While Rocky’s behavior seems to fall into more the traditional idea of masculinity compared to Tyler, I believe getting to know Tyler played a role in how Rocky chose to express his own vulnerability, life experiences, and insecurities on Testing. This album is the first time Rocky really dives into using introspection as a tool to pursue becoming the best artist and person he can be. Although his previous albums were enjoyable, the subject matter was empty and lacked emotion. Sure, it is hard to expect depth when someone is rapping about drugs and women, but Rocky was approaching the topics in a way that resembled a young kid getting his first taste of power and fame in the rap game. This new album is the first time I believe the Harlem MC is showing his true colors, and the changes in his sound reflect the changes he sees in himself.
Most of the tracks on Testing are all part of the same story; the only difference being that some songs feel like Rocky is yelling how you shouldn’t mess with him while on other tracks he tries to give you more background on how his upbringing shaped his attitude. “Buck Shot” goes into the details of living in a broken home, the high expectations his mother had for him in school, and ultimately how his environment made violence an inescapable option that grew into an enjoyable necessity. Other tracks like “Toni Tone” detail the journey of becoming a prominent part of the drug dealing game and pursuing all the glamour and power that came with the risk of death.
“Purity”, and “Changes” are ASAP Rocky’s transition into new problems he is experiencing as a global star. He comments on how police still mistreat people from his neighborhood, how he feels lonely and detached from the world, and how there doesn’t seem to be anybody he can trust. These two tracks in particular find Rocky at his most vulnerable and honest; his decision to express his desire for love and fulfillment are confessions even the most die-hard ASAP Rocky fans wouldn’t have expected to find on any of his albums. I personally love one verse on “Changes,” as it resembles a modern take of Andre 3000’s verse on the 2007 hit “International Player’s Anthem.” While Andre’s version is coming from a place of content self-reflection, Rocky’s instead focuses on his self-destructive tendencies to look for love in the wrong places. Both songs represent ASAP Rocky acknowledging all the different changes taking place around him and wanting to find peace in himself. Unfortunately, it is a battle he seems to be losing and doesn’t know how to react besides falling into the rapper lifestyle of women and drugs.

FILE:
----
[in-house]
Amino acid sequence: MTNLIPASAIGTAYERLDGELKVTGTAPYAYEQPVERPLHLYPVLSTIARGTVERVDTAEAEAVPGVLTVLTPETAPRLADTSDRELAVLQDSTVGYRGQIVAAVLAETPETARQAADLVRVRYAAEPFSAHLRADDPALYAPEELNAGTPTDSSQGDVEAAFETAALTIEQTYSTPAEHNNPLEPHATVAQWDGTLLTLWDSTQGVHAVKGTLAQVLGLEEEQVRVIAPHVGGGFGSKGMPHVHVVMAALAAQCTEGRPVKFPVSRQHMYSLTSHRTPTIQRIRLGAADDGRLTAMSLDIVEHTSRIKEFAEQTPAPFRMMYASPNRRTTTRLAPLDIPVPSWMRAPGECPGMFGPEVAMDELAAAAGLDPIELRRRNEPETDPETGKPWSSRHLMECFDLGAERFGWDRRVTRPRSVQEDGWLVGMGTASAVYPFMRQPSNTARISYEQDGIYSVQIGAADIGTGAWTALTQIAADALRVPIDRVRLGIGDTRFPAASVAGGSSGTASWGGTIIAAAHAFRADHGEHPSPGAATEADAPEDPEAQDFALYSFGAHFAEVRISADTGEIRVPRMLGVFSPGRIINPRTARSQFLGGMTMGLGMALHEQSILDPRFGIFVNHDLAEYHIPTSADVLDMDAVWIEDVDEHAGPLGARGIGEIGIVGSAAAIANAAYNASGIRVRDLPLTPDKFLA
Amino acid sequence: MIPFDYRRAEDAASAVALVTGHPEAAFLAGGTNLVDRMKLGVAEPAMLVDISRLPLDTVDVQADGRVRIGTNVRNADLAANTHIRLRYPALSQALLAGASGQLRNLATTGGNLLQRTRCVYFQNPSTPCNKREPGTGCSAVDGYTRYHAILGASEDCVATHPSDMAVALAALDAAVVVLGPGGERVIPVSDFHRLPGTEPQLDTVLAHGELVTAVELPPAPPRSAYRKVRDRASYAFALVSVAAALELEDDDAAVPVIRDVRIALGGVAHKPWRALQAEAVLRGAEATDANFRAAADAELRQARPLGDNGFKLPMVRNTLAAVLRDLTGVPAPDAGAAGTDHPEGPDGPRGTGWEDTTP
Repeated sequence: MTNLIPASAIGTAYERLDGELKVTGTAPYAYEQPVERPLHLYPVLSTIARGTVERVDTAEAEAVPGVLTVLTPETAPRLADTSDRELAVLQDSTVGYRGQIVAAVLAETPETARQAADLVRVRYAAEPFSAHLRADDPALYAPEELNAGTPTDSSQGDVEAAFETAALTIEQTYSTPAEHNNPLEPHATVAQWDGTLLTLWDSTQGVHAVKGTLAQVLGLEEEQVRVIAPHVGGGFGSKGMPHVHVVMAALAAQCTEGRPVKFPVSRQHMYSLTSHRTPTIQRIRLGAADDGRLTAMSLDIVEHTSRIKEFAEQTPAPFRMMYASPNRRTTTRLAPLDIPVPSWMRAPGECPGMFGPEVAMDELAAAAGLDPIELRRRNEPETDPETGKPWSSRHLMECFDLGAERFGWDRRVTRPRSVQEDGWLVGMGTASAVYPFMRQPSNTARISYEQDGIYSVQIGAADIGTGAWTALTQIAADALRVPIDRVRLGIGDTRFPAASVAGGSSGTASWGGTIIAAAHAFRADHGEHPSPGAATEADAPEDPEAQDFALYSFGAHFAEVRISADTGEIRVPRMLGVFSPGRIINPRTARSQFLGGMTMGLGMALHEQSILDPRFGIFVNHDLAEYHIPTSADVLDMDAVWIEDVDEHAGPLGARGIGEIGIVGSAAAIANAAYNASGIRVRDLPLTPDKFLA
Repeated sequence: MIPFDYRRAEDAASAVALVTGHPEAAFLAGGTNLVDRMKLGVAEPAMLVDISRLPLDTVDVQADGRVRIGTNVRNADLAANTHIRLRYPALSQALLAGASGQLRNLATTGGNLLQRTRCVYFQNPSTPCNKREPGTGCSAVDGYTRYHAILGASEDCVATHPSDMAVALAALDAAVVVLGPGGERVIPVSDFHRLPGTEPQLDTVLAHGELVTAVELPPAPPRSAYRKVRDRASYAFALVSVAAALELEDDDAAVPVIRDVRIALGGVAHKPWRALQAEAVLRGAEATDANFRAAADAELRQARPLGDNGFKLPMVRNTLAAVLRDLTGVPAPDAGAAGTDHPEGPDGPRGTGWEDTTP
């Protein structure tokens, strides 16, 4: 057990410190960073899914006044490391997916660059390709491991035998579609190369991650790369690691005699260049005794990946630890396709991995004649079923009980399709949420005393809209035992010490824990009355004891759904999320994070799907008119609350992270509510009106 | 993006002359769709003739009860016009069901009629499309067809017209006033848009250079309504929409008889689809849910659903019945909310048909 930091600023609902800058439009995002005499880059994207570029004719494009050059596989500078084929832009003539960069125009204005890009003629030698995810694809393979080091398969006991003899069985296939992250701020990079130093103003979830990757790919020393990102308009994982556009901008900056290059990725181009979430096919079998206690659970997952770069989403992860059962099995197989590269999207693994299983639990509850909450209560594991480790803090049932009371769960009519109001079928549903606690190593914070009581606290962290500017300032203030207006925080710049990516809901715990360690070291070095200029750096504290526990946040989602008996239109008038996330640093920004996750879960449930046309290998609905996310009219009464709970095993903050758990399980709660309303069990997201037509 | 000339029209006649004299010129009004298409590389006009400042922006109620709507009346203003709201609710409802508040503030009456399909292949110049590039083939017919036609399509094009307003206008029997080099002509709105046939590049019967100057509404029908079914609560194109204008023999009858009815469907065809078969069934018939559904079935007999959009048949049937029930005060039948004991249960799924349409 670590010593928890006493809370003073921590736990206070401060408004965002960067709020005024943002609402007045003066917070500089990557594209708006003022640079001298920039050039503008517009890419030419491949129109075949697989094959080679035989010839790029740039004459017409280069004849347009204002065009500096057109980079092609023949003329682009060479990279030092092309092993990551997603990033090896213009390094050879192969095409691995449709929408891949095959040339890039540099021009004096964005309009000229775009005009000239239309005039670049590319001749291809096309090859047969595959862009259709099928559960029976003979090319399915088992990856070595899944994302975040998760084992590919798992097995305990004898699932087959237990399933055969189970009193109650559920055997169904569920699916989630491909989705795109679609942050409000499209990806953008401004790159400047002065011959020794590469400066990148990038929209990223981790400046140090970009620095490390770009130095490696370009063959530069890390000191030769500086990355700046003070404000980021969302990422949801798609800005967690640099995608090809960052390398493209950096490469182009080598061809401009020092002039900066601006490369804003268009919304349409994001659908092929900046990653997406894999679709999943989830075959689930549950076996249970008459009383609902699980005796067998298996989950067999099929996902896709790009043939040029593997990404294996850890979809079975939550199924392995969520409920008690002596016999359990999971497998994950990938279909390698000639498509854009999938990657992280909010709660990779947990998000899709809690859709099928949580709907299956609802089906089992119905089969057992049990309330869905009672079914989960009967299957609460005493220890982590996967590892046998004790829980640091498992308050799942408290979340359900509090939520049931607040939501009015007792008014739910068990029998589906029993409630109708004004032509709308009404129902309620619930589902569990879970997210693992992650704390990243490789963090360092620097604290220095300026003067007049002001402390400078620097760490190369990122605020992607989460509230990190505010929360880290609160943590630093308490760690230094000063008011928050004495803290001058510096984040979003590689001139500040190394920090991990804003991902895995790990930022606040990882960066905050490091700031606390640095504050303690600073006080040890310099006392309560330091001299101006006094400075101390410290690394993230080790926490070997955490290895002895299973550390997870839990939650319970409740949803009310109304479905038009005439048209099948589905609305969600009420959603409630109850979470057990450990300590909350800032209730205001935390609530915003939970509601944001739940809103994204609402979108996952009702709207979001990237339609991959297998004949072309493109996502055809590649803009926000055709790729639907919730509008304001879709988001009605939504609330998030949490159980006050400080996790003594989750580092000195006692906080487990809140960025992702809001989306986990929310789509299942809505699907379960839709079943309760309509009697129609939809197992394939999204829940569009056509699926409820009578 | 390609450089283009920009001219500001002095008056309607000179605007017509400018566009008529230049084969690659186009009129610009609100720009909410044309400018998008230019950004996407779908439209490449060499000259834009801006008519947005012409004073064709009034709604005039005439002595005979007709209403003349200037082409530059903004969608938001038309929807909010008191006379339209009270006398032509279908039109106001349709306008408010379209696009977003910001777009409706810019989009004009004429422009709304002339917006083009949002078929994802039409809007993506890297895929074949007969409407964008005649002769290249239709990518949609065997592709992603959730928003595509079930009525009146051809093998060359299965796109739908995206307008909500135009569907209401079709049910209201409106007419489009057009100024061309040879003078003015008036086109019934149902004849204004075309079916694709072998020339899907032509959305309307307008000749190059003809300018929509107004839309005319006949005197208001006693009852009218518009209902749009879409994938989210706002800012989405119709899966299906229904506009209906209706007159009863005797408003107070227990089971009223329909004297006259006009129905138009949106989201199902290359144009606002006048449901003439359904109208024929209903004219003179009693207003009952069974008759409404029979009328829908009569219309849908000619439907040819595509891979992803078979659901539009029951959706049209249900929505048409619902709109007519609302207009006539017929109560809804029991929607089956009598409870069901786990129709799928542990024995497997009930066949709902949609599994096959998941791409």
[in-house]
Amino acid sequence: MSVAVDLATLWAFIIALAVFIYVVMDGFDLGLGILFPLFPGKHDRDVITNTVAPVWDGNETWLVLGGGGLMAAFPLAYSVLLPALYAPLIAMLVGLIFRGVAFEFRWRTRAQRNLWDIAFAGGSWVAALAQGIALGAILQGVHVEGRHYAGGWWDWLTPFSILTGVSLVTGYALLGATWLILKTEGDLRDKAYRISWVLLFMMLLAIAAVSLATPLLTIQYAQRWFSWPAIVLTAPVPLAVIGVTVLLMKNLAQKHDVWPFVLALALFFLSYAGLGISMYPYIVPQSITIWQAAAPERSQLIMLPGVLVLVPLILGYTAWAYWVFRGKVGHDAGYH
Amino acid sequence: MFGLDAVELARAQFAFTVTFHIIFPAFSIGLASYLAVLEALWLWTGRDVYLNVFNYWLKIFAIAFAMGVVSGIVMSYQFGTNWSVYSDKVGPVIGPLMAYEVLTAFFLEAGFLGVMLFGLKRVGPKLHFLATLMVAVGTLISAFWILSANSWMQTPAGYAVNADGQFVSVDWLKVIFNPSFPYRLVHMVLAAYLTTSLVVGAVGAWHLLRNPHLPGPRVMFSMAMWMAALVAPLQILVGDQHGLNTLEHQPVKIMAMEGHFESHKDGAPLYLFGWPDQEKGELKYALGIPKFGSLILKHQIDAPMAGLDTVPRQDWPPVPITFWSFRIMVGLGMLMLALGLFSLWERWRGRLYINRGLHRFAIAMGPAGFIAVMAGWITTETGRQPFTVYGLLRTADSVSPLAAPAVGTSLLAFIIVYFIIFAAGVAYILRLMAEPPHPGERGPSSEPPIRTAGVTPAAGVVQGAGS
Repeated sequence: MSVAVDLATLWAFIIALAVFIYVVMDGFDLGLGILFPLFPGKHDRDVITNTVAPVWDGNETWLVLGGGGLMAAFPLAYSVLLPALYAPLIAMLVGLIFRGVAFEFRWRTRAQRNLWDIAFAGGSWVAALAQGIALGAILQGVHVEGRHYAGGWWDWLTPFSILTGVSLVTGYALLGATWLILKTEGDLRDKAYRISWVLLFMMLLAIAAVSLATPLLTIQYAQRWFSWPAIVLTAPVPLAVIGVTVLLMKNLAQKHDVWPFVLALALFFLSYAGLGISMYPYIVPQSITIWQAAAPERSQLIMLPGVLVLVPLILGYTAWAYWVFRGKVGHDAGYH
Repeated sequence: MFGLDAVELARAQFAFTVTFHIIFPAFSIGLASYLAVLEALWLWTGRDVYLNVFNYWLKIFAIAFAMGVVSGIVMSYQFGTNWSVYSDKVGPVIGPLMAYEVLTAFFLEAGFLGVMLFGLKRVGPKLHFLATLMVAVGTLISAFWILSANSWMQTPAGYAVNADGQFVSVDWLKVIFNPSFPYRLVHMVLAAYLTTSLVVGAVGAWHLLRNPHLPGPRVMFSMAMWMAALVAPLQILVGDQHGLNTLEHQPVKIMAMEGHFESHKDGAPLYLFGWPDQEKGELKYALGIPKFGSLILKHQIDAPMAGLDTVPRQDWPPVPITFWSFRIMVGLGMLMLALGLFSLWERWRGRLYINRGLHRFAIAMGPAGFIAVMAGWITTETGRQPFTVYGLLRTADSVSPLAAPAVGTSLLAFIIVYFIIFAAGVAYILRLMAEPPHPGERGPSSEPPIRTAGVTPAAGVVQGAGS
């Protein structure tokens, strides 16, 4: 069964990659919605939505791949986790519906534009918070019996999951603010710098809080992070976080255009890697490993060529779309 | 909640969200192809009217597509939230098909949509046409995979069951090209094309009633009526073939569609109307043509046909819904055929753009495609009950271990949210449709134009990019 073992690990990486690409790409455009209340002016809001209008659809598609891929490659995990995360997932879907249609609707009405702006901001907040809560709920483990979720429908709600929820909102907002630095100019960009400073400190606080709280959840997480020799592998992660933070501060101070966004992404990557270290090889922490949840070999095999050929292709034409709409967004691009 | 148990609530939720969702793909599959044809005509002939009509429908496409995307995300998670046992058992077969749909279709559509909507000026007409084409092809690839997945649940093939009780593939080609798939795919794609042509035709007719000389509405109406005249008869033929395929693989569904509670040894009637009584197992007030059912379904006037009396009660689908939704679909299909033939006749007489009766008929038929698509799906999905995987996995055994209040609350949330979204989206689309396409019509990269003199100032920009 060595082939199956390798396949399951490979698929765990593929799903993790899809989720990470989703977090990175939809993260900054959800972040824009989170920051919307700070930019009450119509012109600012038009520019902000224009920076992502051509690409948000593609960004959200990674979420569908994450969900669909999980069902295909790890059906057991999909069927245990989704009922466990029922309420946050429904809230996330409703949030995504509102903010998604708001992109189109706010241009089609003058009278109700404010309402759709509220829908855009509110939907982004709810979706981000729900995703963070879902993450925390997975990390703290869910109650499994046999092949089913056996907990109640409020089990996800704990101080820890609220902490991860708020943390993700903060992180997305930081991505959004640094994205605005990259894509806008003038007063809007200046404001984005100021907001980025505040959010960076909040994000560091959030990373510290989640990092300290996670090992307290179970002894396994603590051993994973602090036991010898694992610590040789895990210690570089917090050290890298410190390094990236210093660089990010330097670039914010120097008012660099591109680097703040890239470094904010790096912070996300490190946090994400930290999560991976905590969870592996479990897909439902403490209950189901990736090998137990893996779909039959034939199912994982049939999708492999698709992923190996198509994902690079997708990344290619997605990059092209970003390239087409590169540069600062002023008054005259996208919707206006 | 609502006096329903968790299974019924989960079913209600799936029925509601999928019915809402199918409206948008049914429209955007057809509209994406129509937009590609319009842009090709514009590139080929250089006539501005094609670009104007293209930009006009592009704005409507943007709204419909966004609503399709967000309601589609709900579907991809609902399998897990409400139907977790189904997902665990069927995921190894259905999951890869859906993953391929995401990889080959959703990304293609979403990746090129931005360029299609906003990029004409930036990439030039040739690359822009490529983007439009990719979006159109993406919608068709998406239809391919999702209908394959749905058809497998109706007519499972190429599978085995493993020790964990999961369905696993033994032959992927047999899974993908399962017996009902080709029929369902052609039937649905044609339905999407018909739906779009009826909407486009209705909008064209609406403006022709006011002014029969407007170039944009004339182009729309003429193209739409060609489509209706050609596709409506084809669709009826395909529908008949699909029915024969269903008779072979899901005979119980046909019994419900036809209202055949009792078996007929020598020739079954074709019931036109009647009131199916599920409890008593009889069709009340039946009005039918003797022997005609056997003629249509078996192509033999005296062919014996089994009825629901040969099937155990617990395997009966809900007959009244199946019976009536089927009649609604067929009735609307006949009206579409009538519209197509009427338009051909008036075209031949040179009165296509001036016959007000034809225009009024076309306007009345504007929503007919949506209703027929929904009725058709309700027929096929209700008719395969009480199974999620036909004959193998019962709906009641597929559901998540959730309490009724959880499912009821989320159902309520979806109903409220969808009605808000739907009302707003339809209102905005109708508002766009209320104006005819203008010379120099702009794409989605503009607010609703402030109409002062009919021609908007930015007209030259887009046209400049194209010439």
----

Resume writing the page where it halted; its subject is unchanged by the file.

“Brotha Man” is Rocky receiving advice from an older gentleman in Harlem that puts everything into perspective. There is a moment of remembering all the good memories from his childhood and all the bad from living in an impoverished area. However, the main point of the message is for Rocky to be thankful for he went through and to stay true to what he believes in. Additionally, both “Brotha Man” and “Changes” display how Rocky has a great deal of respect for those who came before him in his area and in hip-hop; he demonstrates a desire to want to replicate all the good his idols have done for their communities by taking a similar path himself.
“ASAP Forever” is the culmination of everything ASAP Rocky covered in his album. It is a balance of all the highs and lows he experienced, and how at the end of the day he is always going to care about himself, hip hop, and his crew. This anthem details how regardless of all the negative things Rocky has had to live through, this is the life he is meant to live, and he would not trade it for anything.
Testing represents the growth of a young, good-looking rapper with all the talent in the world learning how to use his gifts to talk about his strengths, weaknesses, and how he has been shaped by his experiences. Although ASAP Rocky’s body of work lacks the social commentary and cultural impact of a Kendrick Lamar or Tupac, the personal demons he talks about are just as real. However, what makes ASAP Rocky’s sound so special is his refusal to ever be viewed as adequate. Cockiness is not Rocky’s flaw, but his superpower that has gotten him to a level of fame worthy of his charisma. Introspection is now another addition to Rocky’s musical arsenal and has added a new level of depth and maturity to his projects that I expect to see be manipulated however he chooses to do so on all his future albums. Testing is an exemplary work that shows the hip-hop world that this Harlem rapper is not just another pretty face; but an artist that, for the first time, has figured out exactly who he wants the world to see him as.